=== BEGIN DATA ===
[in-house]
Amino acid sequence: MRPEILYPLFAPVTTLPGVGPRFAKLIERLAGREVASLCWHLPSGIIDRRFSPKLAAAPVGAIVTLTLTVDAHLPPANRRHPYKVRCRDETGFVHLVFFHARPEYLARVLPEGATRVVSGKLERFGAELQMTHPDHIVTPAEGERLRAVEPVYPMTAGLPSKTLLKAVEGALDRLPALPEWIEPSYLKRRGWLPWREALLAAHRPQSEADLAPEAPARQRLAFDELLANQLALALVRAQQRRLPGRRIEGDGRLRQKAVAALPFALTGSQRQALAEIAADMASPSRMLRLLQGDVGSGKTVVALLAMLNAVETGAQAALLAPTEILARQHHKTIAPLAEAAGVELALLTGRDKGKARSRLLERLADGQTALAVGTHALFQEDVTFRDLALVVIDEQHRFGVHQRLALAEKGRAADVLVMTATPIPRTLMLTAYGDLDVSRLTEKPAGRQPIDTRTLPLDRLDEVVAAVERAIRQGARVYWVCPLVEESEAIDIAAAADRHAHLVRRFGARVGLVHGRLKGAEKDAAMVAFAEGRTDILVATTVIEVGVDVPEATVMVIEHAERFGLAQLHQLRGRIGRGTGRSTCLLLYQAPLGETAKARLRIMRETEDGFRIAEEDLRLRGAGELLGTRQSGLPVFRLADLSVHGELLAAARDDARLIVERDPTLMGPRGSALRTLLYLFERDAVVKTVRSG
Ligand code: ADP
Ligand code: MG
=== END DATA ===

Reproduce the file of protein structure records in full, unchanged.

[in-house]
Amino acid sequence: MRPEILYPLFAPVTTLPGVGPRFAKLIERLAGREVASLCWHLPSGIIDRRFSPKLAAAPVGAIVTLTLTVDAHLPPANRRHPYKVRCRDETGFVHLVFFHARPEYLARVLPEGATRVVSGKLERFGAELQMTHPDHIVTPAEGERLRAVEPVYPMTAGLPSKTLLKAVEGALDRLPALPEWIEPSYLKRRGWLPWREALLAAHRPQSEADLAPEAPARQRLAFDELLANQLALALVRAQQRRLPGRRIEGDGRLRQKAVAALPFALTGSQRQALAEIAADMASPSRMLRLLQGDVGSGKTVVALLAMLNAVETGAQAALLAPTEILARQHHKTIAPLAEAAGVELALLTGRDKGKARSRLLERLADGQTALAVGTHALFQEDVTFRDLALVVIDEQHRFGVHQRLALAEKGRAADVLVMTATPIPRTLMLTAYGDLDVSRLTEKPAGRQPIDTRTLPLDRLDEVVAAVERAIRQGARVYWVCPLVEESEAIDIAAAADRHAHLVRRFGARVGLVHGRLKGAEKDAAMVAFAEGRTDILVATTVIEVGVDVPEATVMVIEHAERFGLAQLHQLRGRIGRGTGRSTCLLLYQAPLGETAKARLRIMRETEDGFRIAEEDLRLRGAGELLGTRQSGLPVFRLADLSVHGELLAAARDDARLIVERDPTLMGPRGSALRTLLYLFERDAVVKTVRSG
Ligand code: ADP
Ligand code: MG